Many useful drugs have been discovered through studies of microbial natural products. However, coprophilous (dung-colonizing) fungi have not been widely studied for secondary metabolite production. Antagonism between species of coprophilous fungi has been the subject of numerous literature reports. Compounds responsible for such effects are essentially natural antifungal agents, which may also exhibit other use useful bioactivities. We propose that coprophilous fungi comprise a potentially valuable source of new natural products with pharmacological activity. Therefore, we intend to undertake studies of the secondary metabolites of selected coprophilous fungi in search of novel compounds with antifungal, antibiotic, antiviral, antitumor, and other potentially useful bioactivities. Our approach to this research in non-random, since it is based on the application of literature evidence and ecological rational. Coprophilous fungal species chosen for our study will be those which have been reported in the literature to exhibit antagonistic effects toward competitors, those which occur late in coprophilous fungal successions, and those which are closely related to coprophilous fungi that have already yielded antifungal agents in our preliminary studies. Fresh isolates of coprophilous fungal species will be obtained through a subcontractual, collaborative agreement with Prof. D. Malloch of the Univ. of Toronto, and expert in the field of coprophilous mycology. Standardized prescreens of culture filtrates, chromatographic fractions, and purified metabolites for antifungal and antibiotic activities will be conducted in our laboratory, and a battery of 25 screens for other bioactivities (antiviral, antifungal, antitumor, immunomodulatory, etc.) will be conducted by a cooperating pharmaceutical company (Schering Corporation). In-house antifungal screens will include tests against natural competitors and medically relevant fungi. Assays of metabolites against metabolites. Initial results indicate that a high percentage of the coprophilous fungal isolates that we have chosen to screen do exhibit antifungal activity, and several antifungal agents have been isolated through these preliminary investigations. These studies are closely aligned with our long-term interest in fungal metabolites of pharmacological and ecological significance. Relatively little is known of the chemical ecology of microbial ecosystems, despite the importance of microbial metabolites in modern medicine. Through our studies in this area, we expect to explore the natural products chemistry of a seldom-studies fungal class, while evaluating the potential of an ecologically-based approach to the discovery of novel bioactive agents.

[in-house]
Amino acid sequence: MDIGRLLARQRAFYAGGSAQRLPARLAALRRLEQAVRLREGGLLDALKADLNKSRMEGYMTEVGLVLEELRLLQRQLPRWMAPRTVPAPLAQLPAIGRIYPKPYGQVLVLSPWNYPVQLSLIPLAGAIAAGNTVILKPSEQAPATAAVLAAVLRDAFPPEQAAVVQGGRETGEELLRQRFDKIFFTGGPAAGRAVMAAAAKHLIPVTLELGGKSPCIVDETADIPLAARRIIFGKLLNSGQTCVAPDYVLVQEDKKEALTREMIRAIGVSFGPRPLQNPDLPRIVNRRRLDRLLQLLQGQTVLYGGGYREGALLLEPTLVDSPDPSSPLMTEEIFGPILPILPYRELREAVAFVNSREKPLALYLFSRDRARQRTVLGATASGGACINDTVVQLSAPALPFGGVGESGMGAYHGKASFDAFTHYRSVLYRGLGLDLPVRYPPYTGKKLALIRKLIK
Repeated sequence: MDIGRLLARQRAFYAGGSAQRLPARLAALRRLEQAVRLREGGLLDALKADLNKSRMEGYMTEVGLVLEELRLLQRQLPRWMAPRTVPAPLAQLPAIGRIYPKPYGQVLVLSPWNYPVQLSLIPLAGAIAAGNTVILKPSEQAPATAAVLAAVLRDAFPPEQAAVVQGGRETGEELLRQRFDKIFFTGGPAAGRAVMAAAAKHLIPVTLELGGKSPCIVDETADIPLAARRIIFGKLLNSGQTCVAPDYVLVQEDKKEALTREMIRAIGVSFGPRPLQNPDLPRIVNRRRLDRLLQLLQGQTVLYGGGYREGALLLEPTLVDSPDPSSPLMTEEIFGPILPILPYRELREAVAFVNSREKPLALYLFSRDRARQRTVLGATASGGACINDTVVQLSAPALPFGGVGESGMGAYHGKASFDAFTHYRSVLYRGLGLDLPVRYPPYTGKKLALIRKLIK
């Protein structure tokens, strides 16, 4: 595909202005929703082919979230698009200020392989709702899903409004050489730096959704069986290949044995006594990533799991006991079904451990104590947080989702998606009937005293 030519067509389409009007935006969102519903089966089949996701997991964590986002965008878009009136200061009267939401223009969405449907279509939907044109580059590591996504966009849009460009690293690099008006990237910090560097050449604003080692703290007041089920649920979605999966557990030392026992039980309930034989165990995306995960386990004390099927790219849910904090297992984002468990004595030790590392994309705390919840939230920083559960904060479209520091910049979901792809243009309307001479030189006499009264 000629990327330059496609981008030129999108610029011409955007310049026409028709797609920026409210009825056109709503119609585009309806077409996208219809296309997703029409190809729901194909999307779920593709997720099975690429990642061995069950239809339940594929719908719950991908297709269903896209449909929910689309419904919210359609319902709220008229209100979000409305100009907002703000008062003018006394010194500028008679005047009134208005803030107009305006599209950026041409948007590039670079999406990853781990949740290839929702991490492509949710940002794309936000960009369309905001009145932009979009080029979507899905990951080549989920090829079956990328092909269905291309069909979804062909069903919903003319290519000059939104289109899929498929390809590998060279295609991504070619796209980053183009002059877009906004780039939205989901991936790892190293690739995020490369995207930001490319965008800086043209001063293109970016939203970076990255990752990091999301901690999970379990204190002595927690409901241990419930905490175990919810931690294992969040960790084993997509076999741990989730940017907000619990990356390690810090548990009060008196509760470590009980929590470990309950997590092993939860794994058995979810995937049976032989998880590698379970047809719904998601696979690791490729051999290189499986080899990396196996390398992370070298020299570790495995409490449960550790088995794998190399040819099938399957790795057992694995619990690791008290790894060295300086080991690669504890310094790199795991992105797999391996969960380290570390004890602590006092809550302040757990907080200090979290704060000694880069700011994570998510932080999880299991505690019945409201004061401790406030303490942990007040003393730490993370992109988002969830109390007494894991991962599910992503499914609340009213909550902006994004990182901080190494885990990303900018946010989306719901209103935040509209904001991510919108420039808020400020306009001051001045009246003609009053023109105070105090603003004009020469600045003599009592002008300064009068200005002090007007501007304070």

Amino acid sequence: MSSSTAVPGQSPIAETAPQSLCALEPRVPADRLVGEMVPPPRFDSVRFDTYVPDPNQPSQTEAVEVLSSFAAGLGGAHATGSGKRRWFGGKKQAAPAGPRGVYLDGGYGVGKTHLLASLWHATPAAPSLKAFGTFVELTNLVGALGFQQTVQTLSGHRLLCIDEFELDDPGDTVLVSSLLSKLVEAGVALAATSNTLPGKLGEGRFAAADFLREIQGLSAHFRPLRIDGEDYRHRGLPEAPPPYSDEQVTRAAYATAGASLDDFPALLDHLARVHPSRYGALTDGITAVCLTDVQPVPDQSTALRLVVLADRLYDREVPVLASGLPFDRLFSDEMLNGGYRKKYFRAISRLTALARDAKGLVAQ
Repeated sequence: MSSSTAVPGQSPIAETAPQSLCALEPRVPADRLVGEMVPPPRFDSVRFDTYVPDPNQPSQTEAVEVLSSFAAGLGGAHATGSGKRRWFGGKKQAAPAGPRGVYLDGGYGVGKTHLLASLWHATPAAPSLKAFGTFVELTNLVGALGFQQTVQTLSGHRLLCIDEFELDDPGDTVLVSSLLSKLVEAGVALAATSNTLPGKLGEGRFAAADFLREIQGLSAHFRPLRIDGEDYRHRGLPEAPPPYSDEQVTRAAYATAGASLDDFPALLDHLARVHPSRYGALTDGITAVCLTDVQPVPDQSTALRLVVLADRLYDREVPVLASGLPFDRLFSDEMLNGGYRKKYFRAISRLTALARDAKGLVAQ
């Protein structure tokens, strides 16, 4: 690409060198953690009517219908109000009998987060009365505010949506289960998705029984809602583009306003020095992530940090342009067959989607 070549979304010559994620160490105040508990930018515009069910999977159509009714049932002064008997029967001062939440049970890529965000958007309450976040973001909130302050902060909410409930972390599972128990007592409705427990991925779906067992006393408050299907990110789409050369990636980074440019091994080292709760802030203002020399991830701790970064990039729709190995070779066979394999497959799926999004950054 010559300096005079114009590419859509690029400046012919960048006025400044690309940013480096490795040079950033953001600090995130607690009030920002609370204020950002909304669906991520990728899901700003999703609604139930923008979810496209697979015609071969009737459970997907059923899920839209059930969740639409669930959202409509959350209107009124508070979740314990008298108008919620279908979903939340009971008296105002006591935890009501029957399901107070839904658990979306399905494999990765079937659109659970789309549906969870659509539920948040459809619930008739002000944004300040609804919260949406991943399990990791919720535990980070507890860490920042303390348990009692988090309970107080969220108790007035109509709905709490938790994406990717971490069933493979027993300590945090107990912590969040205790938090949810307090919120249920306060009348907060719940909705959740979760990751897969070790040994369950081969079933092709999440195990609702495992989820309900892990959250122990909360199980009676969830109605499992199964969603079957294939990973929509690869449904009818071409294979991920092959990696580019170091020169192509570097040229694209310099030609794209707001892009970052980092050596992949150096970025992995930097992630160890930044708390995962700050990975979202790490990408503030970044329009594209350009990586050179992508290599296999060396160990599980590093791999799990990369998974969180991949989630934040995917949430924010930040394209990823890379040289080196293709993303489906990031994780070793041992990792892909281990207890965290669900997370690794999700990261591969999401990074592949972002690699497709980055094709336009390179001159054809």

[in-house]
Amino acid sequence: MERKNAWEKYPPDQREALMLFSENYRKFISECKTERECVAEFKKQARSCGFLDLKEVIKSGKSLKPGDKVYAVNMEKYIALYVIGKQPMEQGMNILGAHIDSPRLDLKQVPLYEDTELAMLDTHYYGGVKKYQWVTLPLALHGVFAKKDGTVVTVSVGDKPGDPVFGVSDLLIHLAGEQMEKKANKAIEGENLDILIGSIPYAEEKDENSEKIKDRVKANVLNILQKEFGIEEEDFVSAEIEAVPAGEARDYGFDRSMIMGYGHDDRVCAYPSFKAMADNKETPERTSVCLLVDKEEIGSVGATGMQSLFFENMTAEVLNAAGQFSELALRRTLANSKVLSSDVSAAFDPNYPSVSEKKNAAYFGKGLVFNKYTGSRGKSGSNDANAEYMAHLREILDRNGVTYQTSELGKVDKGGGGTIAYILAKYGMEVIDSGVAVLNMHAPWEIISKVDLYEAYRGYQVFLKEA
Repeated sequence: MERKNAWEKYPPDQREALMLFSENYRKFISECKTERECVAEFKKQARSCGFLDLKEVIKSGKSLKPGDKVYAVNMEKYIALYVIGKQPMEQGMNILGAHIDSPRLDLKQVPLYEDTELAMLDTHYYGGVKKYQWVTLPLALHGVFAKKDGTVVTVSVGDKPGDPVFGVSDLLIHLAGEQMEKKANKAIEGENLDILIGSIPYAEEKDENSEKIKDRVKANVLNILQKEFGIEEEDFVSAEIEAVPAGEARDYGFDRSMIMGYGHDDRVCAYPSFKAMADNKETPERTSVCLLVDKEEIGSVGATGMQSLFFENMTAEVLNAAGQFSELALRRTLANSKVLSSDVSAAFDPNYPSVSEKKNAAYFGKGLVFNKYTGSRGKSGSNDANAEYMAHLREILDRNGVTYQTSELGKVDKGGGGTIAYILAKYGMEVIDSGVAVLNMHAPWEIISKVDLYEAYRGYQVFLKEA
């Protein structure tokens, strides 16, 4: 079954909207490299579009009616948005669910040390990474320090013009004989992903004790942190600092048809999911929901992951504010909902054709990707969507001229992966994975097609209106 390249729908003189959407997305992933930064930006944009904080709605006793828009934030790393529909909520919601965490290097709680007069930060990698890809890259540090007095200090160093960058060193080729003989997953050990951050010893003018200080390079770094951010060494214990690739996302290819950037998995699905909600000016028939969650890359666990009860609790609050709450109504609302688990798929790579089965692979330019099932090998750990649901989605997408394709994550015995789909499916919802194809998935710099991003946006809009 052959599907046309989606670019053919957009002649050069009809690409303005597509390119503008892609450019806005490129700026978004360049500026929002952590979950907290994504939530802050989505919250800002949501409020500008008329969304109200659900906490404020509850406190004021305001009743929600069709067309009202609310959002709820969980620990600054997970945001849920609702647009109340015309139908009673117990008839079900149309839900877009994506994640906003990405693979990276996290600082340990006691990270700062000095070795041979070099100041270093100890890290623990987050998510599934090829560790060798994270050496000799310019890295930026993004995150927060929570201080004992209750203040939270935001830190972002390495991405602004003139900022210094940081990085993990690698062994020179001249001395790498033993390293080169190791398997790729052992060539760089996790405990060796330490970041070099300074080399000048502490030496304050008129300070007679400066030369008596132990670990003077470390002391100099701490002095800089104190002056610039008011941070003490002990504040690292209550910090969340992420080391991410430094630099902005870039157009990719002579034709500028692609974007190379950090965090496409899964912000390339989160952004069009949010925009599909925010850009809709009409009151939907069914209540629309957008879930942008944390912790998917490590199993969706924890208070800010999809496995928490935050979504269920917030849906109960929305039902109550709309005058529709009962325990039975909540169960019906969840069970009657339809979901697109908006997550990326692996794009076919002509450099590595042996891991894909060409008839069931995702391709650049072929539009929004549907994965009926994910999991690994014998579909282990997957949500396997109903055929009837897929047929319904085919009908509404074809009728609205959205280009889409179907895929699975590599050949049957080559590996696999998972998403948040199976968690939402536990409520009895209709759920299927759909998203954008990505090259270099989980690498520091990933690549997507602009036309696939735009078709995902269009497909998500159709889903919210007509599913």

National Institute of Health (NIH)
National Institute of Allergy and Infectious Diseases (NIAID)
Research Project (R01)
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Bio-Organic and Natural Products Chemistry Study Section (BNP)
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University of Iowa
Schools of Arts and Sciences
Iowa City
United States
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Che, Yongsheng; Gloer, James B; Koster, Brenda et al. (2002) Decipinin A and decipienolides A and B: new bioactive metabolites from the coprophilous fungus Podospora decipiens. J Nat Prod 65:916-9
Hein, S M; Gloer, J B; Koster, B et al. (2001) Bombardolides: new antifungal and antibacterial gamma-lactones from the coprophilous fungus Bombardioidea anartia. J Nat Prod 64:809-12
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